City dives in to bid for Youth Olympics

GLASGOW'S drive to host the 2018 Youth Olympic Games kicks off today with a spectacular display of sporting and cultural performances.

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n  Shona Robison, inset, hopes that  scenes like these, from the 2010 Youth Olympic Games in Singapore, will be seen in Glasgow
n Shona Robison, inset, hopes that scenes like these, from the 2010 Youth Olympic Games in Singapore, will be seen in Glasgow

Youngsters from across the city will launch the bid at the Kelvingrove Art Gallery and Museum.

The young sports stars will join members of the Scottish Youth Theatre in a show featuring sports and traditional cultural performances in which the team will showcase the very best Glasgow, Scotland and the UK have to offer.

The bid is a partnership between the Scottish Government, Glasgow City Council and the British Olympic Association (BOA) and has the support of government at all levels.

Glasgow's bold vision builds on the legacy already being achieved through London 2012 as well as plans for the 2014 Commonwealth Games.

The city is already home to the largest youth employability scheme of its kind in the UK, the Commonwealth Apprenticeship Initiative, which has placed almost 3000 young people in training.

Through its eTwinning programme, the city has also linked pupils from every school in the city with young people in every region of the Commonwealth.

Leader of Glasgow City Council, Councillor Gordon Matheson, said: "Glasgow is already known the world over as a great sporting city because of our proud track record of hosting international events and investing in world-class sports infrastructure.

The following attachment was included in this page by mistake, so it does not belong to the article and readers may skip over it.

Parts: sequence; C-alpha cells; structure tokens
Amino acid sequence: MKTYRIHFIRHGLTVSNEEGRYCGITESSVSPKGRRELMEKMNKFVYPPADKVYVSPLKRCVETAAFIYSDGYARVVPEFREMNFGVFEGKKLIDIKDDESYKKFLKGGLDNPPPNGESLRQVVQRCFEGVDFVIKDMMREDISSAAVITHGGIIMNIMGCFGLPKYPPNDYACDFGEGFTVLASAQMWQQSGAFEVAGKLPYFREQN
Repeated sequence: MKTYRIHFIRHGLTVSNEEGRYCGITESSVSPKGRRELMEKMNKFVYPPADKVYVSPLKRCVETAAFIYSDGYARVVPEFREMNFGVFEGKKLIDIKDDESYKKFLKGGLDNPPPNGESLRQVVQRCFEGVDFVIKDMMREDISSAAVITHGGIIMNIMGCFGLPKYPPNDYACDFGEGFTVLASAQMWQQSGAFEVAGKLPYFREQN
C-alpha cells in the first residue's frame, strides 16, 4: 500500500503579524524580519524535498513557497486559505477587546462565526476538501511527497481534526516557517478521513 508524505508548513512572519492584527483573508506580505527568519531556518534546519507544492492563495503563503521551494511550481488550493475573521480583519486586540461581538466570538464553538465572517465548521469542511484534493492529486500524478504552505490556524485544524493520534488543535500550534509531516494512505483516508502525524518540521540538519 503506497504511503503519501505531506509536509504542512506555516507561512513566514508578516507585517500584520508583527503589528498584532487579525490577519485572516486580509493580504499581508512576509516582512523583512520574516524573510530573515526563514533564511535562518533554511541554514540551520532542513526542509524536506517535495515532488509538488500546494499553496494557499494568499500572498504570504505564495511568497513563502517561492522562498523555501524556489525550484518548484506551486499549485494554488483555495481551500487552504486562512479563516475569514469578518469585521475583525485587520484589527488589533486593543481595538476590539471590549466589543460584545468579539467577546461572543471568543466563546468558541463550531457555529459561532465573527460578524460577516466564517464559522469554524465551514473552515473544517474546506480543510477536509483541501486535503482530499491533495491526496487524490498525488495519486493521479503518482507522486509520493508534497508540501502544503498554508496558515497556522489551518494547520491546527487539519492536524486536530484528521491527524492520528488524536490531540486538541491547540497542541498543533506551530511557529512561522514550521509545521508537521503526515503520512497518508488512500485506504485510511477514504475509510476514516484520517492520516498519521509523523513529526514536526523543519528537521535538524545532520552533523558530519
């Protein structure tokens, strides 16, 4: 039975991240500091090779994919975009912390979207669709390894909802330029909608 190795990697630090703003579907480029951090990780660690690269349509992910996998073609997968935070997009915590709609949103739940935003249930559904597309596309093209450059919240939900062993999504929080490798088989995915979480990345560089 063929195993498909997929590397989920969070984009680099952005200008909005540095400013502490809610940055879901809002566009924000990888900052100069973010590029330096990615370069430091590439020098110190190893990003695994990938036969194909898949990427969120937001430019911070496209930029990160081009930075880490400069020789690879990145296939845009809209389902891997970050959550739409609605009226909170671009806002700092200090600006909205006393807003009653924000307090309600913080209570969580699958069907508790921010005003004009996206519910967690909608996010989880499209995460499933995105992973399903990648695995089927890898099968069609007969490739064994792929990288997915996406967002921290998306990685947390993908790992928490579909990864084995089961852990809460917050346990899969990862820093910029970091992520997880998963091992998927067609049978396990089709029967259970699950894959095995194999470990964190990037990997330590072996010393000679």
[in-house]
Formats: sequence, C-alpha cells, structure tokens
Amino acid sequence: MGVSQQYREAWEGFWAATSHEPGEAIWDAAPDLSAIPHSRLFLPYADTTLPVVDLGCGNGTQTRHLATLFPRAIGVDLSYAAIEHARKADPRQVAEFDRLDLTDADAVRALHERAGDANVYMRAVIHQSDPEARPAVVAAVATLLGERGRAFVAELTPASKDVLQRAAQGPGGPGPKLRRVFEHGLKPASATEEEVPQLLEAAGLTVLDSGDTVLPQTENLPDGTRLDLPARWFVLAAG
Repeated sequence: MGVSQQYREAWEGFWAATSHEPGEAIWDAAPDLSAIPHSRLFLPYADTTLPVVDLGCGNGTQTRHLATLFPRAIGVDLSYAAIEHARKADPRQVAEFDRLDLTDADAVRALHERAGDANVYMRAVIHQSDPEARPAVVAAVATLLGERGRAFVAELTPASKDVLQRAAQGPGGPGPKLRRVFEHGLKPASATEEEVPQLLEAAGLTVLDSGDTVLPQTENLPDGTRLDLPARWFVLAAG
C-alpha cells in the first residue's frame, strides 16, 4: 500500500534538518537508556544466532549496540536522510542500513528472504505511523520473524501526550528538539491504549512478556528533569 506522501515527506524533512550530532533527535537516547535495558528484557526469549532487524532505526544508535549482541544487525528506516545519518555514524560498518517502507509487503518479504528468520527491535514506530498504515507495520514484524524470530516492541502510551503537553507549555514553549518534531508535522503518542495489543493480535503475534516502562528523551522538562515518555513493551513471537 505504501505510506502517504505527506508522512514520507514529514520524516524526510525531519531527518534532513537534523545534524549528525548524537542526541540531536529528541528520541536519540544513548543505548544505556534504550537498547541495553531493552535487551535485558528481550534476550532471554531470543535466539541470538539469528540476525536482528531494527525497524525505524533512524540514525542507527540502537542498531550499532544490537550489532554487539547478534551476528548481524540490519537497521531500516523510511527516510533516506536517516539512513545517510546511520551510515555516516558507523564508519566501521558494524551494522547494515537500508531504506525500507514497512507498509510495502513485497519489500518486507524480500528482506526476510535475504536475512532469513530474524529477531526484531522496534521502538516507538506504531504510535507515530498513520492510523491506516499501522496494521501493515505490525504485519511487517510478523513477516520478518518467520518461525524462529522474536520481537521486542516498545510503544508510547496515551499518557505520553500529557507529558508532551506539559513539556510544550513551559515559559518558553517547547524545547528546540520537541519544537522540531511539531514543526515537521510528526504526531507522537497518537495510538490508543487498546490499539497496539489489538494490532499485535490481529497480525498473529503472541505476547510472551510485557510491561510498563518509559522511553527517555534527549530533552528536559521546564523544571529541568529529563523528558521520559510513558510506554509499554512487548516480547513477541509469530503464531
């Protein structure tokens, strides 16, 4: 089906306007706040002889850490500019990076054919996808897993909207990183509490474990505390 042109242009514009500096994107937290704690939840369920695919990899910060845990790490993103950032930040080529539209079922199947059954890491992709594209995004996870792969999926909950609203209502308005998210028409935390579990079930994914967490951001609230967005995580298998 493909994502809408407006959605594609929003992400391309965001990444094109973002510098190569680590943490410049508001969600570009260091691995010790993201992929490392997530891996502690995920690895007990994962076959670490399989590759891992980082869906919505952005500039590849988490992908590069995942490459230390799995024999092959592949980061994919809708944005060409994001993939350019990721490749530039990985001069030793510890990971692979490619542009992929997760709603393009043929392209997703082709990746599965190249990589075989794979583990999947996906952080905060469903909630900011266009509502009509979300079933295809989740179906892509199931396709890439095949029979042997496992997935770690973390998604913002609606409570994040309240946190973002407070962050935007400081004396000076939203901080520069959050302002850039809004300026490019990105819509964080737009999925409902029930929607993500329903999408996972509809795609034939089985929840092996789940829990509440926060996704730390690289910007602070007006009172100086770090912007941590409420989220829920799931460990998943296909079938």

"Hosting the 2018 Youth Olympic Games would be a new success story for our city and one that we are determined to capitalise on.

"Young people are at the very heart of our bid and will be our strongest voice as we go all out to bring the Youth Olympic Games to these shores for the first time.

"A successful campaign would continue the legacy created by the London 2012 Olympics and Glasgow 2014 Commonwealth Games, helping us continue to work hard with young people to build a bright future."

The Youth Olympic Games (YOG) sees athletes aged 15-18 compete in all 28 Olympic sports over 12 days.

Glasgow became the UK candidate city for the 2018 YOG in February. The first summer YOG, in Singapore in 2010, was broadcast to 160 territories with an estimated audience of more than 247 million. The Great Britain team won 13 medals in Singapore.

The next summer event will be held in Nanjing, China, in 2014. The first winter YOG was held this year in Innsbruck, Austria, and the next will be in 2016 in Lillehammer, Norway.

Minister for Commonwealth Games and Sport, Shona Robison, said: "The official launch of Glasgow's bid to host the 2018 Youth Olympic Games showcases the best creative and sporting talent from Glasgow, Scotland and the UK and brings the city's vision for 2018 to life.

"Today's launch is unique in being hosted and delivered entirely by young people – they are at the very heart of Glasgow's vision."

The UK Minister for Sport and the Olympics, Hugh Robertson, said: "I fully support the Glasgow bid for the 2018 Youth Olympic Games."

London 2012 chairman Seb Coe said he is hopeful that Glasgow's bid for the 2018 Youth Olympics will be a success, with the legacy of the 2012 Games helping bring more major sporting events to Britain.

He said: "I want see, in all four corners of the United Kingdom, people bidding for things.

"If you successfully show you can bid for and then deliver a major sporting event that often helps pave the way for a lot of other bids and a lot of successful sport so I'm behind the Glasgow bid for the 2018 Youth Olympics."

stef.lach@heraldandtimes.co.uk

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